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Supporting the People Who Support Immigrant Families

The immigration landscape in the United States is complicated for both newly arrived families with young children, and the early childhood workers assisting them. It’s becoming increasingly clear that just as incoming families need support, so do our home visitors, early interventionists, school social workers, case managers, early childhood providers, and the list goes on. The frontline individuals working face-to-face with immigrant parents and children are foundational to the system. Yet, few resources are available to support their knowledge and practice with immigrant and refugee families. It’s time that changed.

Knowing where we came from illuminates where we’re going

Early childhood workers supporting immigrant families can benefit from better understanding the history of the immigration and enforcement system, which is always evolving. However, the 21st century has brought big changes. The Migration Policy Institute states, “The United States is in the midst of an historic period in its immigration history, facing a changing composition of the immigrant population, pandemic-related pent-up demand for permanent and temporary visas resulting in extensive backlogs, record pressure at the U.S.-Mexico border, and somewhat decreasing public support for expanded immigration.”1 Understanding the unique stressors affecting immigrant families at this point in time can help early childhood workers better address the challenges they can face in serving this population.

Preparing for the road ahead

When immigrant families and their young children arrive in the U.S., they face myriad points of tension. A harrowing journey that brought them here may result in lasting emotional trauma. There is the real and present fear of deportation. Many have been separated from their families without knowing when or if they will be reunited. Young children are in new schools where they may not understand the language being spoken. Their families may not have stable housing. All these factors have serious implications for the families’ mental wellbeing.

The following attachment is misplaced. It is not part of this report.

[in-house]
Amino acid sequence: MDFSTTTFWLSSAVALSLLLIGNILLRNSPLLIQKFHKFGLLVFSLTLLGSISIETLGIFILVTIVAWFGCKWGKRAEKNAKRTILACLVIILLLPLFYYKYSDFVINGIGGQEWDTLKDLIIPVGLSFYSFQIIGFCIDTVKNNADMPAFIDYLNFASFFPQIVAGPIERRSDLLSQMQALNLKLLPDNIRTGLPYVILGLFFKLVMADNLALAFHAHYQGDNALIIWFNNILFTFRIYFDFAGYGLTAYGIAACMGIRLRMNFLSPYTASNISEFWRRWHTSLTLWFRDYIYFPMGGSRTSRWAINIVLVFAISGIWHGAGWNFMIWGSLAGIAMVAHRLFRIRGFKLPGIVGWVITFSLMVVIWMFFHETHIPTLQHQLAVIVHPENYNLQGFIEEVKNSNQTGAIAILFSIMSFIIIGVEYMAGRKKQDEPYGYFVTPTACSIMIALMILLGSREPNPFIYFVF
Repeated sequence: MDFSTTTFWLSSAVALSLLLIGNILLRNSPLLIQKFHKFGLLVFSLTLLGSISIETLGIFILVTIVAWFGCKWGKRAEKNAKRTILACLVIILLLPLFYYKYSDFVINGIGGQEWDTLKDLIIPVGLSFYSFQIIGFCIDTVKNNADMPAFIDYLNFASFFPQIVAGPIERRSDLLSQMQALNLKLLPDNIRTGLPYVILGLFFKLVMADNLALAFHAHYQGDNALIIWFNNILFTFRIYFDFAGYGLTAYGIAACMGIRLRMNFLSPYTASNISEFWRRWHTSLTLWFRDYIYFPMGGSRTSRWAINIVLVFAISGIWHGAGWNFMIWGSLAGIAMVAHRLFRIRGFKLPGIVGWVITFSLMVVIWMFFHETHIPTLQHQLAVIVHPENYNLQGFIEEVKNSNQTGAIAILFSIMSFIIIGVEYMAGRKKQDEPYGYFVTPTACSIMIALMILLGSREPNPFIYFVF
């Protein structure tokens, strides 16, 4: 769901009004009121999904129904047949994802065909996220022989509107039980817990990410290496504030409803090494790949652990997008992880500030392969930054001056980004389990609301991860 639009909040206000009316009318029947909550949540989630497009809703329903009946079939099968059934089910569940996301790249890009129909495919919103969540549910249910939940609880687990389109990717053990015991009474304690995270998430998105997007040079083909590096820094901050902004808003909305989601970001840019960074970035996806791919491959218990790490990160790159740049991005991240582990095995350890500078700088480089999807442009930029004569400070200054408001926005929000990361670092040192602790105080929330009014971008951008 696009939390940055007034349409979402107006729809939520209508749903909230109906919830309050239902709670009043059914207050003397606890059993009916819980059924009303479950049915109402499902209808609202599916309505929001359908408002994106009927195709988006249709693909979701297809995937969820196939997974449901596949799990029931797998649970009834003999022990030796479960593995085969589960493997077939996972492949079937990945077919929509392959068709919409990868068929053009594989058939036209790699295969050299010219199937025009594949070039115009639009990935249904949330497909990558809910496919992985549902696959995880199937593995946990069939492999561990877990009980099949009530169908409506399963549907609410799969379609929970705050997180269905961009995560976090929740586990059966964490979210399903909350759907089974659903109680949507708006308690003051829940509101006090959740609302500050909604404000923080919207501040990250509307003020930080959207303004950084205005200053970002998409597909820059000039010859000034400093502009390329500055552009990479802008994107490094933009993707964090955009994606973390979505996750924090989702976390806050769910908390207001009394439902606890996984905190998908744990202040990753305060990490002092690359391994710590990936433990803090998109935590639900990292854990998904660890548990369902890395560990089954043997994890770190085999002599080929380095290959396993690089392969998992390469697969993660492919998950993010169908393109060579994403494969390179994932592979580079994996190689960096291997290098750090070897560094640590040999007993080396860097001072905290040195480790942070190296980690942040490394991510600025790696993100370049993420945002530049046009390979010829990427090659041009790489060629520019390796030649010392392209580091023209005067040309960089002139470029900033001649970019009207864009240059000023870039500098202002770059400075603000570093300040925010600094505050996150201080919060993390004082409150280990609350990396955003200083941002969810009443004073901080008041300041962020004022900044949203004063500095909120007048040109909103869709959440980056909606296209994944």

All early childhood workers need training and tools to help them respond to historical, immigration and intergenerational traumas. Drawing on a deep body of child development research and contemporary case studies, Erikson’s Center for Children and Families has created a training, “Supporting Immigrant Families” (SIF) that specifically focuses on immigration-related mental health needs of families with young children and the workers who support them. The workshop includes case-based learning to highlight clinical considerations, and a panel presentation on policy and services.

Helping the Helpers

Early childhood workers cannot effectively assist families with young children if their own wellbeing is suffering from stress. Like the families they help, early childhood workers are also facing myriad points of tension. What can be done to reduce vicarious trauma after hearing so many troubling stories? What about compassion fatigue and burnout? SIF training provides tools and techniques to help, presented with a focus on reflective practice, where individuals learn how to better understand their own experiences and how to manage their own reactions as they do the challenging work of helping others.

Every day, people who are serving and supporting immigrant families are doing truly valuable and important work. They deserve support, too.

We invite you to join us on March 22.

Learn more about our one-day workshop “Supporting Immigrant Families: A historical-, sociopolitical-, trauma-, and diversity-informed framework for early childhood workers.”


1 “Frequently Requested Statistics on Immigrants and Immigration in the United States”, Migration Policy Institute, Authors: Nicole Ward and Jeanne Batalova, 2023

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